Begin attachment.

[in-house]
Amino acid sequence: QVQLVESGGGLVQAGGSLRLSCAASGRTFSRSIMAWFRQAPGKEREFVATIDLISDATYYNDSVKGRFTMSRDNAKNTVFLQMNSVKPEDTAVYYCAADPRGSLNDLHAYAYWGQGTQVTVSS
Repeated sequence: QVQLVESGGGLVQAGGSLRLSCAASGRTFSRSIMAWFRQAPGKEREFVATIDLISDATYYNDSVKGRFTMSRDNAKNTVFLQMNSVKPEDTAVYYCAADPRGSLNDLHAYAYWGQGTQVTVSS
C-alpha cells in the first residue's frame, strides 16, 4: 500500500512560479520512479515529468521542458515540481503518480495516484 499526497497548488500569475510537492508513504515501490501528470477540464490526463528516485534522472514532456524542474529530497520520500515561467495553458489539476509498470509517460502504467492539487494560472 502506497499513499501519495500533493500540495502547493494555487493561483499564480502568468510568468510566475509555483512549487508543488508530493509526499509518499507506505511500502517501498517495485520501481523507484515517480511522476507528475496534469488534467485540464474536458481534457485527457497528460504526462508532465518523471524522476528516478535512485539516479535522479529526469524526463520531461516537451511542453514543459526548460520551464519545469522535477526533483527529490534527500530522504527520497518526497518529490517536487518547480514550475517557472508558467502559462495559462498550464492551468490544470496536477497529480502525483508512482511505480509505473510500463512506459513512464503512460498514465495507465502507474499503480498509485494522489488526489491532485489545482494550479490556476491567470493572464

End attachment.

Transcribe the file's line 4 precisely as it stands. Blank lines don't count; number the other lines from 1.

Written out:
C-alpha cells in the first residue's frame, strides 16, 4: 500500500512560479520512479515529468521542458515540481503518480495516484 499526497497548488500569475510537492508513504515501490501528470477540464490526463528516485534522472514532456524542474529530497520520500515561467495553458489539476509498470509517460502504467492539487494560472 502506497499513499501519495500533493500540495502547493494555487493561483499564480502568468510568468510566475509555483512549487508543488508530493509526499509518499507506505511500502517501498517495485520501481523507484515517480511522476507528475496534469488534467485540464474536458481534457485527457497528460504526462508532465518523471524522476528516478535512485539516479535522479529526469524526463520531461516537451511542453514543459526548460520551464519545469522535477526533483527529490534527500530522504527520497518526497518529490517536487518547480514550475517557472508558467502559462495559462498550464492551468490544470496536477497529480502525483508512482511505480509505473510500463512506459513512464503512460498514465495507465502507474499503480498509485494522489488526489491532485489545482494550479490556476491567470493572464